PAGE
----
Tuesday, March 26, 2019

Book Notes: Where Newfoundlanders Stood

University of Regina Press kindly sent me a copy of Where Once They Stood: Newfoundland's Rocky Road towards Confederation. by Raymond Blake and Melvin Baker.  Well, I guess they oughta: there's my blurb on the back cover, starting with "A lively history..."

It's actually both confederations they deal with. Blake and Baker are equally concerned with 1869 and 1949. In neither case, they argue, were Newfoundlanders ill-informed, illiterate dupes swayed by demagoguery, as has often been alleged. (The authors offers some pungent examples in their introduction.)

Blake and Baker's case is that Newfoundlanders gave confederation appropriate consideration in 1869 and quite reasonably concluded it was not right for them.  Equally, they insist, confederation got a fair trial in 1949, and Newfoundlanders had good reason to vote for, rather than against, confederation that time.

Part of their case, all massively documented, involves an argument about "political" and "social" citizenship. In 1869 voting was largely concerned with political and national identity, and there was no identity of interest between the fish-exporting and eastward-oriented Newfoundland and the new Canada. By 1949, what the authors call social citizenship had developed, and the social benefits of confederation were understood by Newfoundlanders to far outweigh the possible political satisfactions of independence.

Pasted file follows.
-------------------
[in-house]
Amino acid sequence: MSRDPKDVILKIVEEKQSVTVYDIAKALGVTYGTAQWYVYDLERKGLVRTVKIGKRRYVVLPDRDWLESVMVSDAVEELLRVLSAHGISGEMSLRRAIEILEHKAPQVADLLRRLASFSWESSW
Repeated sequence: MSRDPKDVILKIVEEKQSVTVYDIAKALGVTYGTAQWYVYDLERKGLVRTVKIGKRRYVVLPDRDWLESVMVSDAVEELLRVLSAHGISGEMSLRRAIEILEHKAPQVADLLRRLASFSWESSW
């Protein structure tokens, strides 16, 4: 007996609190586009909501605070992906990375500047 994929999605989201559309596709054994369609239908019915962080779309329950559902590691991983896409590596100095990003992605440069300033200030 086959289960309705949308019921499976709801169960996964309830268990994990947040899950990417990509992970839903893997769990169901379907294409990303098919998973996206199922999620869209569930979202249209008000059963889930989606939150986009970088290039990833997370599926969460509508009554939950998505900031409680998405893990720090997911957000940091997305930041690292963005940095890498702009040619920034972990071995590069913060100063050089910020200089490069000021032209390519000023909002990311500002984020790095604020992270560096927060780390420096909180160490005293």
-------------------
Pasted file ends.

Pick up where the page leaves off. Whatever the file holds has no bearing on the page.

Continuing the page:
This week Blake and Baker are doing a number of promotional events in Newfoundland, it says here.
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